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U.S. Fuel Demand Climbed in February as Economy Grew, API Says

March 18 (Bloomberg) -- U.S. fuel demand rose in February as economic growth bolstered gasoline and diesel use, according to the American Petroleum Institute.

Total deliveries of petroleum products, a measure of demand, climbed 4.4 percent to 19.7 million barrels a day last month from a year earlier, the highest February total in three years, the industry-funded group said today in a report.

Gasoline consumption increased 4.2 percent to 9.01 million barrels a day from the same month last year.

“It looks like we’ve turned a corner, and it’s showing up in fuel deliveries,” John Felmy, chief economist with the Washington-based API, said in a telephone interview. “The gasoline number is especially encouraging because it’s closely tied to retail sales. We also continue to see strong demand for low-sulfur distillate and jet fuel.”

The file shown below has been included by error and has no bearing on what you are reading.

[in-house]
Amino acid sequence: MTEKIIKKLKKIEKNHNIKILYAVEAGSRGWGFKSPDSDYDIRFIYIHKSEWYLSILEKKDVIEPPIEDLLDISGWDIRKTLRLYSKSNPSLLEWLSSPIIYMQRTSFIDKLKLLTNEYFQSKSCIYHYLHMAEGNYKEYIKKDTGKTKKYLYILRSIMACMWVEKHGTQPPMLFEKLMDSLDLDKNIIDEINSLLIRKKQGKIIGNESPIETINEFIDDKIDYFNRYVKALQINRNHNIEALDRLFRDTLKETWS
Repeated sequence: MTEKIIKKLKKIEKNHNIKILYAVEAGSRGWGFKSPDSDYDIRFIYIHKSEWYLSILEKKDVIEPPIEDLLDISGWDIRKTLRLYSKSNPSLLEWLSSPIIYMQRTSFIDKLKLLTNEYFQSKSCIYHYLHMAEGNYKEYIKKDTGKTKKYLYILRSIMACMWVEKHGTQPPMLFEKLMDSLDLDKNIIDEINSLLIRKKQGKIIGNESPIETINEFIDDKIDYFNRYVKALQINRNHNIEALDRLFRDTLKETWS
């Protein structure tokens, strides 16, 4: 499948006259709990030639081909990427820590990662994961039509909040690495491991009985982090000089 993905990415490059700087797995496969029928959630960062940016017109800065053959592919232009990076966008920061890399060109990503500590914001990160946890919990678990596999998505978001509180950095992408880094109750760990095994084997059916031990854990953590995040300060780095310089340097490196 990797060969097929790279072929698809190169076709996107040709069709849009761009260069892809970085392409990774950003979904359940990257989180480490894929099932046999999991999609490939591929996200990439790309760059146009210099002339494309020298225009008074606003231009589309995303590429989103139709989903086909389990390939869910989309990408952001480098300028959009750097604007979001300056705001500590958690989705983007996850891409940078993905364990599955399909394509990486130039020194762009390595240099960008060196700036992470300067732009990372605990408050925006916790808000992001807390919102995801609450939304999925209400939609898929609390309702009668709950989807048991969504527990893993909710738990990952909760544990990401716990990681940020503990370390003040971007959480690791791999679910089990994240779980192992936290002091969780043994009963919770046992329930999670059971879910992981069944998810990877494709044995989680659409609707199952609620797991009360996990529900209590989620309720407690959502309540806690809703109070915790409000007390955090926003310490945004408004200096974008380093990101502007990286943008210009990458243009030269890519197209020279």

Total demand for distillate fuel, a category that includes diesel and heating oil, rose 3.8 percent to 4 million barrels a day. Consumption of ultra-low sulfur diesel, the type used on highways, surged 18 percent to average 3.2 million barrels a day, the report showed.

Heating oil consumption surged 31 percent to 775,000 barrels a day.

“The only negative in the report is the fact that people were spending a lot more on heating oil,” Felmy said. “It’s been a real cold winter.”

Jet-fuel use climbed 7.1 percent to an average 1.44 million barrels a day last month compared with the same period in 2010.

To contact the reporter on this story: Mark Shenk in New York at

To contact the editor responsible for this story: Dan Stets at

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